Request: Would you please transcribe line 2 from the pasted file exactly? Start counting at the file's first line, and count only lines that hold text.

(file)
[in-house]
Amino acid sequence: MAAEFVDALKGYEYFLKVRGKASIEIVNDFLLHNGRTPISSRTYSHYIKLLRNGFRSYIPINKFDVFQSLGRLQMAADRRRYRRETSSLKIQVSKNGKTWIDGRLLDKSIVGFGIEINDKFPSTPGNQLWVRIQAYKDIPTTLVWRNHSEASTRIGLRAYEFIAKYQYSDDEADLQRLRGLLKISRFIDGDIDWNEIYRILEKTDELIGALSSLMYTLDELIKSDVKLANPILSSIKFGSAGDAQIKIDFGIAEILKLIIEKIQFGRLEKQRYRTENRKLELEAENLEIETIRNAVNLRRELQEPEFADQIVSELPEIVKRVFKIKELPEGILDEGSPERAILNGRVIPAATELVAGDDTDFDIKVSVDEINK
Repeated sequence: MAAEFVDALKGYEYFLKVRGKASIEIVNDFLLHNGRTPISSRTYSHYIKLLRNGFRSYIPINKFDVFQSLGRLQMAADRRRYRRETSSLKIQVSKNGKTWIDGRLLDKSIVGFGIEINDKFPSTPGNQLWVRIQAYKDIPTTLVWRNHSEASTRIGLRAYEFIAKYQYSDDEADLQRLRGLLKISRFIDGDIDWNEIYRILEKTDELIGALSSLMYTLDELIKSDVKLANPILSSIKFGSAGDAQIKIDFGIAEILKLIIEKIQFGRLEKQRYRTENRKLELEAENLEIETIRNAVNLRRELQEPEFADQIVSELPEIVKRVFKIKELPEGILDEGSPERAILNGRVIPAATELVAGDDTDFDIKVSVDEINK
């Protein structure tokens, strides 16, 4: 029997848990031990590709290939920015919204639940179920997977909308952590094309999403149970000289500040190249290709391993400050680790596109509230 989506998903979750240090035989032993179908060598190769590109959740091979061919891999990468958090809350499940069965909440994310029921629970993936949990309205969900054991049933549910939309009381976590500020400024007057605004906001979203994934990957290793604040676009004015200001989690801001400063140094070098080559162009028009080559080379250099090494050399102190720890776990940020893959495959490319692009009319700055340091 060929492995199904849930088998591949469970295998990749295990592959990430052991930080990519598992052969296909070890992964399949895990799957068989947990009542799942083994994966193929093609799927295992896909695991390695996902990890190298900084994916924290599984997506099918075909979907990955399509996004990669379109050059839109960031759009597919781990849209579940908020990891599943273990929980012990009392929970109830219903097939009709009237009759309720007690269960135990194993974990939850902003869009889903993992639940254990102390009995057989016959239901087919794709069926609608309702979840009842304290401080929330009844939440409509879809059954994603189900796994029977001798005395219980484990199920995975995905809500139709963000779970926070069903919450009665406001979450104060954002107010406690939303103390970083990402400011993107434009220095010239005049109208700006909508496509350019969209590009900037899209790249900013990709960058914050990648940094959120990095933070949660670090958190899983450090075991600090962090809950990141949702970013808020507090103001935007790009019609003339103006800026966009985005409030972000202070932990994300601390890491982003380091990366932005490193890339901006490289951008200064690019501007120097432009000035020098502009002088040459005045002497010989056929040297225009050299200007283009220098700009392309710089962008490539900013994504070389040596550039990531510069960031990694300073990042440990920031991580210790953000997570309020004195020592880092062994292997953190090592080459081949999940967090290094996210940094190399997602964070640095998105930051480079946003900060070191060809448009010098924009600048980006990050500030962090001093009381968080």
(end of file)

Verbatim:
Amino acid sequence: MAAEFVDALKGYEYFLKVRGKASIEIVNDFLLHNGRTPISSRTYSHYIKLLRNGFRSYIPINKFDVFQSLGRLQMAADRRRYRRETSSLKIQVSKNGKTWIDGRLLDKSIVGFGIEINDKFPSTPGNQLWVRIQAYKDIPTTLVWRNHSEASTRIGLRAYEFIAKYQYSDDEADLQRLRGLLKISRFIDGDIDWNEIYRILEKTDELIGALSSLMYTLDELIKSDVKLANPILSSIKFGSAGDAQIKIDFGIAEILKLIIEKIQFGRLEKQRYRTENRKLELEAENLEIETIRNAVNLRRELQEPEFADQIVSELPEIVKRVFKIKELPEGILDEGSPERAILNGRVIPAATELVAGDDTDFDIKVSVDEINK